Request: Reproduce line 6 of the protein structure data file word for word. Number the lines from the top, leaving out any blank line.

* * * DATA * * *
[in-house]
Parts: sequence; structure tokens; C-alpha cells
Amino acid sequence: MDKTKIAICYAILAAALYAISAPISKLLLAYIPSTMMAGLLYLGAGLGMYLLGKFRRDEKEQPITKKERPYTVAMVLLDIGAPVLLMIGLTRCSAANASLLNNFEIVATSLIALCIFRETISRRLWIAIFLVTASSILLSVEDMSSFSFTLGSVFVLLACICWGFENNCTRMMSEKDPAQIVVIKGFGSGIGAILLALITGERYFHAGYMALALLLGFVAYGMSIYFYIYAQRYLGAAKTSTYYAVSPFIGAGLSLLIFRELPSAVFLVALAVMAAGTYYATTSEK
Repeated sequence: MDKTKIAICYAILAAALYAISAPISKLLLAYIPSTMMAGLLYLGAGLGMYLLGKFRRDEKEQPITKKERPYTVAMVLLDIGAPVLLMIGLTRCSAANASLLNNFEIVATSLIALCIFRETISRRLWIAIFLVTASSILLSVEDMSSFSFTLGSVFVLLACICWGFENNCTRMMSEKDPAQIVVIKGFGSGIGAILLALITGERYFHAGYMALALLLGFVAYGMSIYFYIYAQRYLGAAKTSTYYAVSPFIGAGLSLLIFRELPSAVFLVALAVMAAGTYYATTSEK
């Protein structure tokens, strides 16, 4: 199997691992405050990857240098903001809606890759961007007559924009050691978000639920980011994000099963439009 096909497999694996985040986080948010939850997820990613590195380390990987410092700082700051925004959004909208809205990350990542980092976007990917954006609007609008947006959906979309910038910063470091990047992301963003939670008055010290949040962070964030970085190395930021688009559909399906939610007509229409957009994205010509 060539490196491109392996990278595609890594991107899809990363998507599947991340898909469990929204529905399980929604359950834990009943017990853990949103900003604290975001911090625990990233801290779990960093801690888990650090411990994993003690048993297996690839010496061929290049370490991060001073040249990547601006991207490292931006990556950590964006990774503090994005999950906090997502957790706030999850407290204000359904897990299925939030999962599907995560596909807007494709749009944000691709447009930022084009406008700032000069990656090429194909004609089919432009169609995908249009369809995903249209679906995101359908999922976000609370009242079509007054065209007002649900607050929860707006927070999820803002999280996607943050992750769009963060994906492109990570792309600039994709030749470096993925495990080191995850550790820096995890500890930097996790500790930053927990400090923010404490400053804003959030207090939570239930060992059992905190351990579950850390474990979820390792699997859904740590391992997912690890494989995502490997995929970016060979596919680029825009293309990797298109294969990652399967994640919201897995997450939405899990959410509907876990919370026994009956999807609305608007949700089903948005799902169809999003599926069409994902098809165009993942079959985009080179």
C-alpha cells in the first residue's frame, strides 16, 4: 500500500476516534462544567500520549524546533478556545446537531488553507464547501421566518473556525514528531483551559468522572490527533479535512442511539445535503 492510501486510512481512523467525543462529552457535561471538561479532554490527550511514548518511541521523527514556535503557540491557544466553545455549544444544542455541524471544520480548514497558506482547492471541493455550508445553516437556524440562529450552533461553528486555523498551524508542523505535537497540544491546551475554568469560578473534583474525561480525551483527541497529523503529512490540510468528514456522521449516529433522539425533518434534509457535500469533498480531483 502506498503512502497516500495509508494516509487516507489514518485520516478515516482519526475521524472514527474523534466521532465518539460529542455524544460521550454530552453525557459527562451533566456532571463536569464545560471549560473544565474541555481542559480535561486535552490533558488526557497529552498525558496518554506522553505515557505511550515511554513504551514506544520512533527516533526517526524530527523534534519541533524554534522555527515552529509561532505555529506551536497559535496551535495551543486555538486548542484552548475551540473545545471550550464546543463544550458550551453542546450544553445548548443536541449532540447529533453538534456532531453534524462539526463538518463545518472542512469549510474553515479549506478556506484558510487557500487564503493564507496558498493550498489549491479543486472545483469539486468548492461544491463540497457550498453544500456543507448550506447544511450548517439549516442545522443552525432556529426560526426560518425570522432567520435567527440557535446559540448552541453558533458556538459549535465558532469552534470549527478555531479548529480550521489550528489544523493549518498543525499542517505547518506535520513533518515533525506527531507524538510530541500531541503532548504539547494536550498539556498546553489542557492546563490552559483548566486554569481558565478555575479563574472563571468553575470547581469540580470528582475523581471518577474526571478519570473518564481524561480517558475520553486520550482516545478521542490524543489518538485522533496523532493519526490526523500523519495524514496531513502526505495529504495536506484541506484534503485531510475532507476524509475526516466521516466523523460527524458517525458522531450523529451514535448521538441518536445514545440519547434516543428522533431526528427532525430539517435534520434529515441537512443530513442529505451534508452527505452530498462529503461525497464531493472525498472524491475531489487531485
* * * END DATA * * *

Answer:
C-alpha cells in the first residue's frame, strides 16, 4: 500500500476516534462544567500520549524546533478556545446537531488553507464547501421566518473556525514528531483551559468522572490527533479535512442511539445535503 492510501486510512481512523467525543462529552457535561471538561479532554490527550511514548518511541521523527514556535503557540491557544466553545455549544444544542455541524471544520480548514497558506482547492471541493455550508445553516437556524440562529450552533461553528486555523498551524508542523505535537497540544491546551475554568469560578473534583474525561480525551483527541497529523503529512490540510468528514456522521449516529433522539425533518434534509457535500469533498480531483 502506498503512502497516500495509508494516509487516507489514518485520516478515516482519526475521524472514527474523534466521532465518539460529542455524544460521550454530552453525557459527562451533566456532571463536569464545560471549560473544565474541555481542559480535561486535552490533558488526557497529552498525558496518554506522553505515557505511550515511554513504551514506544520512533527516533526517526524530527523534534519541533524554534522555527515552529509561532505555529506551536497559535496551535495551543486555538486548542484552548475551540473545545471550550464546543463544550458550551453542546450544553445548548443536541449532540447529533453538534456532531453534524462539526463538518463545518472542512469549510474553515479549506478556506484558510487557500487564503493564507496558498493550498489549491479543486472545483469539486468548492461544491463540497457550498453544500456543507448550506447544511450548517439549516442545522443552525432556529426560526426560518425570522432567520435567527440557535446559540448552541453558533458556538459549535465558532469552534470549527478555531479548529480550521489550528489544523493549518498543525499542517505547518506535520513533518515533525506527531507524538510530541500531541503532548504539547494536550498539556498546553489542557492546563490552559483548566486554569481558565478555575479563574472563571468553575470547581469540580470528582475523581471518577474526571478519570473518564481524561480517558475520553486520550482516545478521542490524543489518538485522533496523532493519526490526523500523519495524514496531513502526505495529504495536506484541506484534503485531510475532507476524509475526516466521516466523523460527524458517525458522531450523529451514535448521538441518536445514545440519547434516543428522533431526528427532525430539517435534520434529515441537512443530513442529505451534508452527505452530498462529503461525497464531493472525498472524491475531489487531485